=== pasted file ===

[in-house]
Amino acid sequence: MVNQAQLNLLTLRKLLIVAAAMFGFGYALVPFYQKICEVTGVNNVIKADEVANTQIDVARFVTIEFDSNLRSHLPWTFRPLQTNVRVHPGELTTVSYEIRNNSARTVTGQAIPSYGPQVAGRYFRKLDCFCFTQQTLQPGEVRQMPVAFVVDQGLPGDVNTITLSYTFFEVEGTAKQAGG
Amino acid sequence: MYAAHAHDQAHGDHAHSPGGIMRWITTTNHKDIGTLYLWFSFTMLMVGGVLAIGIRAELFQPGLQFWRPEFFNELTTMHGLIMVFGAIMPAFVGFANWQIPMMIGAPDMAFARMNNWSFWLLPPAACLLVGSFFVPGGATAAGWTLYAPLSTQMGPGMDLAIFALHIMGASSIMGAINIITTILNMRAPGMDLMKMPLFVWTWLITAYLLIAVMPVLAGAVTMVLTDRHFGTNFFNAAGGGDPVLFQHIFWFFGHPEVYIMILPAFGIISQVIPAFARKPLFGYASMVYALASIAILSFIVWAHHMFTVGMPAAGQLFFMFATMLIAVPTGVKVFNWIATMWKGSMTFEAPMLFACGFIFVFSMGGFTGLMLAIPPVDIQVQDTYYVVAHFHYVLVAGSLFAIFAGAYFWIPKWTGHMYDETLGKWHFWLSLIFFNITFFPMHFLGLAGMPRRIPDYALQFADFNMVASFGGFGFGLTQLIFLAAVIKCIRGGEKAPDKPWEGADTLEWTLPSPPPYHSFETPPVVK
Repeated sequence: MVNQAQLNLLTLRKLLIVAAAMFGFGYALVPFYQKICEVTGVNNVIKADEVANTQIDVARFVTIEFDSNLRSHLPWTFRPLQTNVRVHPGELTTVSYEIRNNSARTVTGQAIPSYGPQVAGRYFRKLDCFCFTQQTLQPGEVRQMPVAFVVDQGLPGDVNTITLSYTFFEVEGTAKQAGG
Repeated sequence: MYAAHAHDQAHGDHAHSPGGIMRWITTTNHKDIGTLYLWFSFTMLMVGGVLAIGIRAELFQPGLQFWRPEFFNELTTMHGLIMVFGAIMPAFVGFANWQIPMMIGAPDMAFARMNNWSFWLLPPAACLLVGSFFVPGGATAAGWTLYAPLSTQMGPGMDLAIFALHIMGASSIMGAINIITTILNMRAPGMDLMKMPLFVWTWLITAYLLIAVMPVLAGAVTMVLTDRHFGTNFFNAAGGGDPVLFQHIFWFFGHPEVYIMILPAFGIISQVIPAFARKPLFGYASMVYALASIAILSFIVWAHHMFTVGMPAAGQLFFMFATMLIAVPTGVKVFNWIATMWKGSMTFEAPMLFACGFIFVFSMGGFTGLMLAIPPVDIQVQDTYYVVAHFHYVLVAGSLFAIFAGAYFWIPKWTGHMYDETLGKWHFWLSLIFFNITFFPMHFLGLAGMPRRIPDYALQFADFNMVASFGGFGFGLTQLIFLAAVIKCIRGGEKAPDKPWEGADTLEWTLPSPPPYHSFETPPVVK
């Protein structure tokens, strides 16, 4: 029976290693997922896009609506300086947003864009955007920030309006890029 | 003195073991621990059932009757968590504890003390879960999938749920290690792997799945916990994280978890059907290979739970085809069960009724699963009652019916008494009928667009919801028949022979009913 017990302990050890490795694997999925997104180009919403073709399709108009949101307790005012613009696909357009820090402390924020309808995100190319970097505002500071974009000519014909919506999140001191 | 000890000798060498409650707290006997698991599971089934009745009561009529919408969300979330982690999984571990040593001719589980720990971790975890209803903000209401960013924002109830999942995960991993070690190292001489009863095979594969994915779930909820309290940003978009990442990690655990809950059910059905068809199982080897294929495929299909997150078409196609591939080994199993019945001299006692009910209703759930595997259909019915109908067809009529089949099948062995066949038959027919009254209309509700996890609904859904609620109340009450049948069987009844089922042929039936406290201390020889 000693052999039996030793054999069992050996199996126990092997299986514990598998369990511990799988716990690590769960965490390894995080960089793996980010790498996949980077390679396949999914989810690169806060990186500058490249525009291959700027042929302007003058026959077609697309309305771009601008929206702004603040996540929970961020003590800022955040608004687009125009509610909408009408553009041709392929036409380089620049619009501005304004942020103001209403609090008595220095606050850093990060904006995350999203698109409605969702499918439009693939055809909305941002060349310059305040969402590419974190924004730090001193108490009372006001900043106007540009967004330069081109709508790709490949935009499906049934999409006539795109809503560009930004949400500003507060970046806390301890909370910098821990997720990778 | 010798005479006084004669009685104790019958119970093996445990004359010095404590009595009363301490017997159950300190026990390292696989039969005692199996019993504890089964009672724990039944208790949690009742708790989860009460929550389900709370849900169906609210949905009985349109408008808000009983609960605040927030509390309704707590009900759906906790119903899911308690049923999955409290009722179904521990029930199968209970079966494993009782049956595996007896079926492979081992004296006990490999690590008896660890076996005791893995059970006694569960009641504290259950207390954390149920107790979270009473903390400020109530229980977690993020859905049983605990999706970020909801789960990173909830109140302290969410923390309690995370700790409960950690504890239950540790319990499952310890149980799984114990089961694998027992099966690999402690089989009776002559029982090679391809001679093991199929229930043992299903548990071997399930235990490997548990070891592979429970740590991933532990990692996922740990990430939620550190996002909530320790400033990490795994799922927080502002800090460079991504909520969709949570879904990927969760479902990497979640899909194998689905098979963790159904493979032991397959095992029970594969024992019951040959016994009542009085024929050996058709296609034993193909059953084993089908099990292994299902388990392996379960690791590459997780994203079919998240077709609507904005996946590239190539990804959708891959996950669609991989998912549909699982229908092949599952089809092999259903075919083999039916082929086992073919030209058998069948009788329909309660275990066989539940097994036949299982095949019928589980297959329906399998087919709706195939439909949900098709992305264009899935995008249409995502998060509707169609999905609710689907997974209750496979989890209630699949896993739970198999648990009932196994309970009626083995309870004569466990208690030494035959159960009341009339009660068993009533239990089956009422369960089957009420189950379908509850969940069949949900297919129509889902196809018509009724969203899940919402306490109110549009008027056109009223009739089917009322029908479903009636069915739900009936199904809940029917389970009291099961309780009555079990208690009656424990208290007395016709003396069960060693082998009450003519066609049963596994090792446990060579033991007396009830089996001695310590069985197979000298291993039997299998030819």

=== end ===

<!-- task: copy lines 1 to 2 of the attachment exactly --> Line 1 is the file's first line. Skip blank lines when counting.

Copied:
[in-house]
Amino acid sequence: MVNQAQLNLLTLRKLLIVAAAMFGFGYALVPFYQKICEVTGVNNVIKADEVANTQIDVARFVTIEFDSNLRSHLPWTFRPLQTNVRVHPGELTTVSYEIRNNSARTVTGQAIPSYGPQVAGRYFRKLDCFCFTQQTLQPGEVRQMPVAFVVDQGLPGDVNTITLSYTFFEVEGTAKQAGG